What happens if you (or a co-owner of your business) die, become disabled, decide to retire, or have a HUGE disagreement on a business decision? A properly structured buy/sell agreement could provide the answers.
Buy/sell agreements can either be structured as an agreement by and among co-owners (a “Cross-purchase”), as an agreement between an owner and the business itself (a “Redemption”), or as a combination of the two (if the other owner or the company does not buy the other will, sometimes called a “Wait and See”). The best type of buy/sell agreement of any particular business often depends on the classification of the business for tax purposes , the form of funding of the agreement as well as the nature of the business itself.
The way a buy/sell agreement operates is that when a “triggering event” occurs, one of the parties to the agreement (or the company itself), either:
• must buy the selling owner’s interest or
• may buy the selling owner’s interest .
“Triggering Events” can include, but are not limited to: the death, disability or retirement of one or more of the business owners.
A business disagreement could also be a triggering event, as could one (or more) owners seeking to “buy out” the other owner(s). Buy/sell agreements which take effect in these situations have the result of resolving business decisions via the purchase/sale of the interest of one (or more) of the parties.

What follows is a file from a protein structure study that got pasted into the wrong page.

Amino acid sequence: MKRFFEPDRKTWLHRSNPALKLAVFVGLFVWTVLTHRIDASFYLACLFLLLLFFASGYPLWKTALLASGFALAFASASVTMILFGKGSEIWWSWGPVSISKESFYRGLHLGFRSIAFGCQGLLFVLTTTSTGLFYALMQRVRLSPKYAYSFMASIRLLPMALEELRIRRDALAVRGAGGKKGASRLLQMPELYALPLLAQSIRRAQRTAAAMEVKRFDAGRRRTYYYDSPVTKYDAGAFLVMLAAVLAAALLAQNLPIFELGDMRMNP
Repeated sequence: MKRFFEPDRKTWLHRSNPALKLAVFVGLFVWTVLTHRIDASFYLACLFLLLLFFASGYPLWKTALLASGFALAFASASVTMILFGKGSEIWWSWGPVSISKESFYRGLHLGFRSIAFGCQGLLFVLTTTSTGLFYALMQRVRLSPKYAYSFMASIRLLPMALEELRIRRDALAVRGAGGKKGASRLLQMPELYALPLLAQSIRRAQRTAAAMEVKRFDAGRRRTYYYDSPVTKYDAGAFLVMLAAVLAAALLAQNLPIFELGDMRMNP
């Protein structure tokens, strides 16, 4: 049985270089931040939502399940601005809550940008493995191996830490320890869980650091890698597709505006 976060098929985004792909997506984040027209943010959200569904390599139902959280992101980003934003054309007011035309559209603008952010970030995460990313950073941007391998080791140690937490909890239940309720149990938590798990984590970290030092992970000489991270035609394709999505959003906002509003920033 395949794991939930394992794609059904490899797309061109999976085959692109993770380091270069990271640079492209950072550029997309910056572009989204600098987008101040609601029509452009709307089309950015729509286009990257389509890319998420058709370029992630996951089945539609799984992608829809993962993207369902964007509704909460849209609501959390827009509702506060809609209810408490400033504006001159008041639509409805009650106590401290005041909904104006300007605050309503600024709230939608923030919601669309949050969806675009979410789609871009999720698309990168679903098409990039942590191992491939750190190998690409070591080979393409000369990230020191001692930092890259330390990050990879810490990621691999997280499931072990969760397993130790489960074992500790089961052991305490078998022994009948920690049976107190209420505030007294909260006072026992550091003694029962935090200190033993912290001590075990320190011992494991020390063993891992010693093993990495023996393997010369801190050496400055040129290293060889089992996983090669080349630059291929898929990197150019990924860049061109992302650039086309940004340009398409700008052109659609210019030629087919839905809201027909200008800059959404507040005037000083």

A “right of first refusal” is a buy/sell agreement whose triggering event is the receipt by one party of a bonna fide offer to sell their interest in the business to a non-owner. The recipient of the offer is then required to give the other owner(s), or the company, the right to buy the interest on the same terms being offered by the non-owner before completing the sale. A potential pitfall to entering into a “right of first refusal” is that it may of itself discourage the making of offers because:
• If the Non-owner becomes the purchaser of the interest, the Non-owner will be dissatisfied with the transaction because they paid more than the “insiders” think the interest is worth; or
• If the Non-owner’s proposal is “taken” by the insiders, the Non-owner will be dissatisfied because they didn’t get the benefit of their bargain; they simply made a “deal” for someone else.
One of the most important aspects of a buy/sell agreement is the method of arriving at a price. Most often, the price is determined by a formula. There is no one “right” formula. Common formulas include (but are not limited to) a proportionate share of:
• An appraised value of the business,
• The book value of the business,
• The book value of the business with an adjustment for appreciated assets,
• A multiple of book value,
• A multiple of earnings, or
• A capitalization of earnings.
Terms of payment of the purchase price are also a topic for consideration. Payments can be set up in installments or paid in a lump sum. Often in the case of a buy/sell agreement which is triggered by death or disability, the payment terms are designed to coincide with the terms of insurance policies purchased to “fund” these payments.
A properly drafted buy/sell agreement can address difficult situations before they jeopardize the future of the business.